As 2021 pulls away from the station, tickets punched, destination unknown, we continue to time travel along. We take turns gazing optimistically forward or stealing sad glances back, and together we forever ride the future train. I have packed some items to help me navigate 2021:
2021 Future Packing List:
Item Number 1: The book “Counting: How We Use Numbers to Decide What Matters”, by Deborah Stone. Published on Liveright Publishing Corporation in 2020, this is a fun read on a timely topic. Stone clearly illustrates that numbers are a storytelling device and that people are storytellers. Using several current examples, she writes about people with real insight. The book explains the mystical powers numbers add to any human angle and why we love to believe in the myths of the data-based “truth”. The opening page reads – “To count” verb: to tally, to add up, to total, to recite numerals in ascending order. “ To count” verb: to matter, to be considered, to be included, to have importance.
A thoroughly enjoyable read that I am keeping on hand for the next few years just as a reminder…
ItemNumber 2: The book “ The Art of Doing Science and Engineering – Learning to Learn, by Richard W. Hamming. The Stripe Press 2020 edition is a beautiful copy. It is the 1996 version in fancy clothes, but it couldn’t be a better time for the information contained inside. Based on the course that Hamming taught at the US Naval Postgraduate School in Monterey, Ca. and from which he retired in 1997 shortly after its publication, The Art of Doing Science and Engineering is truly a must-read. Since Hamming is a mastermind mathematician who worked on the Manhattan Project and was one of the people who invented computer coding, one might think that this book would be dry and difficult. On the contrary, it’s dynamic. Giving funny and crazy examples from his own life, readers get to be vicarious mathematicians – something I never thought I would be able to do, not to mention, something I never even knew I wanted to do until reading this. The heavier math calculations were lost on me, but the style of creative/productive thinking the book lays out is extremely clear. I trust Richard Hamming and I trust this book! Highlights include how he manages to make diligently checking and rechecking data exciting and the fact that I now have a truly friendly feeling towards computers. The book asks questions and shows how to look for new possibilities. My favorite book of 2020 for sure. I would have loved to take this class. All good professors should make books from their best courses just to advance the field of education. Hopefully, many teachers will pick up a copy of this one.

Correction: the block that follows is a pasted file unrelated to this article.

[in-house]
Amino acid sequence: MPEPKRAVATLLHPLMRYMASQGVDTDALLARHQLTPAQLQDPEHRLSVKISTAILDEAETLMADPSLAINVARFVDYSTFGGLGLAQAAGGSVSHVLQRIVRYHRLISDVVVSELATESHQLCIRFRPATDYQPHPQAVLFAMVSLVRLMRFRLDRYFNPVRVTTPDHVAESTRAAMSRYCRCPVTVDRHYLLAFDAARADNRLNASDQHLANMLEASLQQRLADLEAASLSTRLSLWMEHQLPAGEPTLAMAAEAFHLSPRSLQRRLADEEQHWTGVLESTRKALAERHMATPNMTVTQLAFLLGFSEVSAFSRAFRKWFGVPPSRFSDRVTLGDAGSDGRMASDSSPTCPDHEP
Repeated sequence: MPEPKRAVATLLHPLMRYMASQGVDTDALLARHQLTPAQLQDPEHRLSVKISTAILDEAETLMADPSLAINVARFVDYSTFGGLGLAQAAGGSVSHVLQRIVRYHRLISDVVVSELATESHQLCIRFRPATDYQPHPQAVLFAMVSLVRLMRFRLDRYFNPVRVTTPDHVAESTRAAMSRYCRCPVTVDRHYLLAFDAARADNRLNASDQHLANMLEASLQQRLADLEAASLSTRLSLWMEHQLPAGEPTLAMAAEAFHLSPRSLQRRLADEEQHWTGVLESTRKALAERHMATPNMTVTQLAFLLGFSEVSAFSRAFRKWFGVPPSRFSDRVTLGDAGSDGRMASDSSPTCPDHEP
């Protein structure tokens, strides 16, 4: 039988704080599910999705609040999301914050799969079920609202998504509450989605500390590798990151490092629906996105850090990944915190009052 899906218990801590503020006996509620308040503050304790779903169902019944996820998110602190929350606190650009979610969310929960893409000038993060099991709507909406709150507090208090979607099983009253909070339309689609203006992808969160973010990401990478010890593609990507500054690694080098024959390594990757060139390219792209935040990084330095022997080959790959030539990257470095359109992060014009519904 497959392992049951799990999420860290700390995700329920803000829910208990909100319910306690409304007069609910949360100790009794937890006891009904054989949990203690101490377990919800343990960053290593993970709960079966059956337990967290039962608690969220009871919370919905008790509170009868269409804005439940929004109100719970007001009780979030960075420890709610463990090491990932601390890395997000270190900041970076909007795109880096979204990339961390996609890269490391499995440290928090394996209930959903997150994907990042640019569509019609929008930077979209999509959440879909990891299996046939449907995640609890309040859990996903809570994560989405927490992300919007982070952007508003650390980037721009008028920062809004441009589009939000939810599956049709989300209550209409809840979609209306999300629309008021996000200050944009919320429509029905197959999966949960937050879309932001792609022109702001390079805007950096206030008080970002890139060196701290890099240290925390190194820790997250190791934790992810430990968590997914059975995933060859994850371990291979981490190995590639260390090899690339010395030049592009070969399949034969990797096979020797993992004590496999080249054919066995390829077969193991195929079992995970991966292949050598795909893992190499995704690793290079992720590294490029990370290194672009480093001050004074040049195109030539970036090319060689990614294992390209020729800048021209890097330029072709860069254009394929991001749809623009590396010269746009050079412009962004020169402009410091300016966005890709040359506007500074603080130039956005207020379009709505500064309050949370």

Item Number 3: The book “The History of Information Graphics, by Sandra Rendgen, Ed. Julius Wiedeman. This large scale Taschen edition is the compilation of what you wished you had been doing for the last year – looking at infographics of data from the beginning of data visualization up through around 1920. Of course, it’s not all the data visualization, but a choice selection of hundreds of pieces curated to bring complete visual joy and cultural interest. A combination of maps, graphs, flow charts, and timelines, this book yields hours of interesting visual information. Despite choking on the flood of contemporary data I receive on a seemingly minute by minute basis here in the 2020s – I can’t seem to stop looking at the glorious old data within its covers! This time travel machine to the past is one you won’t mind taking a ride on.
Item Number 4: A towel (I couldn’t resist)
That’s all I have packed. With this stuff, additional resources gleaned from the ScienceWorks Science Advisory Board, and lots of luck, I hope to be able to navigate the flood of information that will be and already is the world of 2021. What have you packed for your trip into the future?